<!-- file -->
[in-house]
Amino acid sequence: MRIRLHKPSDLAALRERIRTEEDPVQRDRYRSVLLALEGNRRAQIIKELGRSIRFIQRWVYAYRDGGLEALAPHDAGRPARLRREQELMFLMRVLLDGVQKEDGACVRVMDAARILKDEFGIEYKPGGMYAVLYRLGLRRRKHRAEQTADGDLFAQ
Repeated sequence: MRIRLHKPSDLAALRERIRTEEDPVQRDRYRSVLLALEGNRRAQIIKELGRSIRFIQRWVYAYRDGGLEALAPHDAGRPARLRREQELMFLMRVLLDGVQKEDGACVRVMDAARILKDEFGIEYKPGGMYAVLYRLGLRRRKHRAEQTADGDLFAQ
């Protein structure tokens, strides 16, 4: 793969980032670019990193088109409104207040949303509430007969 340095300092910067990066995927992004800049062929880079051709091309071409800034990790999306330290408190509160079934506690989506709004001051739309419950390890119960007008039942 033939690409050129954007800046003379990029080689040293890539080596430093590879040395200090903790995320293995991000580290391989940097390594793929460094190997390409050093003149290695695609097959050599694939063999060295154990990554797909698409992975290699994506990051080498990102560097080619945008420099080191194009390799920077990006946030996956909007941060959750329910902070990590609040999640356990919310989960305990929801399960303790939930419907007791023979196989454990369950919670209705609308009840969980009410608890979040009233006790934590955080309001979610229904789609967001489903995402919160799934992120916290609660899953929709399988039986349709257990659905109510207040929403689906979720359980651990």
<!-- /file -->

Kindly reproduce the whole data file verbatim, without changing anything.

[in-house]
Amino acid sequence: MRIRLHKPSDLAALRERIRTEEDPVQRDRYRSVLLALEGNRRAQIIKELGRSIRFIQRWVYAYRDGGLEALAPHDAGRPARLRREQELMFLMRVLLDGVQKEDGACVRVMDAARILKDEFGIEYKPGGMYAVLYRLGLRRRKHRAEQTADGDLFAQ
Repeated sequence: MRIRLHKPSDLAALRERIRTEEDPVQRDRYRSVLLALEGNRRAQIIKELGRSIRFIQRWVYAYRDGGLEALAPHDAGRPARLRREQELMFLMRVLLDGVQKEDGACVRVMDAARILKDEFGIEYKPGGMYAVLYRLGLRRRKHRAEQTADGDLFAQ
């Protein structure tokens, strides 16, 4: 793969980032670019990193088109409104207040949303509430007969 340095300092910067990066995927992004800049062929880079051709091309071409800034990790999306330290408190509160079934506690989506709004001051739309419950390890119960007008039942 033939690409050129954007800046003379990029080689040293890539080596430093590879040395200090903790995320293995991000580290391989940097390594793929460094190997390409050093003149290695695609097959050599694939063999060295154990990554797909698409992975290699994506990051080498990102560097080619945008420099080191194009390799920077990006946030996956909007941060959750329910902070990590609040999640356990919310989960305990929801399960303790939930419907007791023979196989454990369950919670209705609308009840969980009410608890979040009233006790934590955080309001979610229904789609967001489903995402919160799934992120916290609660899953929709399988039986349709257990659905109510207040929403689906979720359980651990």